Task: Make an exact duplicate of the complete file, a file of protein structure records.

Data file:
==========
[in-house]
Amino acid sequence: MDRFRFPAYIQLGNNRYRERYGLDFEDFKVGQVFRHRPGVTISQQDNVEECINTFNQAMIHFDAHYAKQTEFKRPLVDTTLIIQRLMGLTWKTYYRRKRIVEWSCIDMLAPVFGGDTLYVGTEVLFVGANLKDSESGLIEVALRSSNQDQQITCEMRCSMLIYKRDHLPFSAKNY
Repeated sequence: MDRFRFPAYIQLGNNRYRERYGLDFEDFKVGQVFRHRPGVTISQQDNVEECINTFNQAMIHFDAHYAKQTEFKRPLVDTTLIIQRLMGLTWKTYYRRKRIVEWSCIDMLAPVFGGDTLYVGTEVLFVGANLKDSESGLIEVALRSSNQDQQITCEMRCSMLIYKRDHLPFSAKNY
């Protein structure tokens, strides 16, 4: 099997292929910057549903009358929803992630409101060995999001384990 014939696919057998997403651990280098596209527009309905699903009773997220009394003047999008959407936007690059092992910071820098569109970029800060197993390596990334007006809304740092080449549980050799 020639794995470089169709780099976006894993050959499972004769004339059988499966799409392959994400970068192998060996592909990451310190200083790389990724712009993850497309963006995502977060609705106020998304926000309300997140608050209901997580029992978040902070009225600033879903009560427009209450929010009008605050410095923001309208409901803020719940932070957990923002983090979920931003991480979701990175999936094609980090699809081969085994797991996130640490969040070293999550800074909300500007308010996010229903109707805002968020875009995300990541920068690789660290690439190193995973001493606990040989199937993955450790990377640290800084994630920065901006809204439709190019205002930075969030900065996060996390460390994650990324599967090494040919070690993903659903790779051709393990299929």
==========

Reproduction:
[in-house]
Amino acid sequence: MDRFRFPAYIQLGNNRYRERYGLDFEDFKVGQVFRHRPGVTISQQDNVEECINTFNQAMIHFDAHYAKQTEFKRPLVDTTLIIQRLMGLTWKTYYRRKRIVEWSCIDMLAPVFGGDTLYVGTEVLFVGANLKDSESGLIEVALRSSNQDQQITCEMRCSMLIYKRDHLPFSAKNY
Repeated sequence: MDRFRFPAYIQLGNNRYRERYGLDFEDFKVGQVFRHRPGVTISQQDNVEECINTFNQAMIHFDAHYAKQTEFKRPLVDTTLIIQRLMGLTWKTYYRRKRIVEWSCIDMLAPVFGGDTLYVGTEVLFVGANLKDSESGLIEVALRSSNQDQQITCEMRCSMLIYKRDHLPFSAKNY
């Protein structure tokens, strides 16, 4: 099997292929910057549903009358929803992630409101060995999001384990 014939696919057998997403651990280098596209527009309905699903009773997220009394003047999008959407936007690059092992910071820098569109970029800060197993390596990334007006809304740092080449549980050799 020639794995470089169709780099976006894993050959499972004769004339059988499966799409392959994400970068192998060996592909990451310190200083790389990724712009993850497309963006995502977060609705106020998304926000309300997140608050209901997580029992978040902070009225600033879903009560427009209450929010009008605050410095923001309208409901803020719940932070957990923002983090979920931003991480979701990175999936094609980090699809081969085994797991996130640490969040070293999550800074909300500007308010996010229903109707805002968020875009995300990541920068690789660290690439190193995973001493606990040989199937993955450790990377640290800084994630920065901006809204439709190019205002930075969030900065996060996390460390994650990324599967090494040919070690993903659903790779051709393990299929």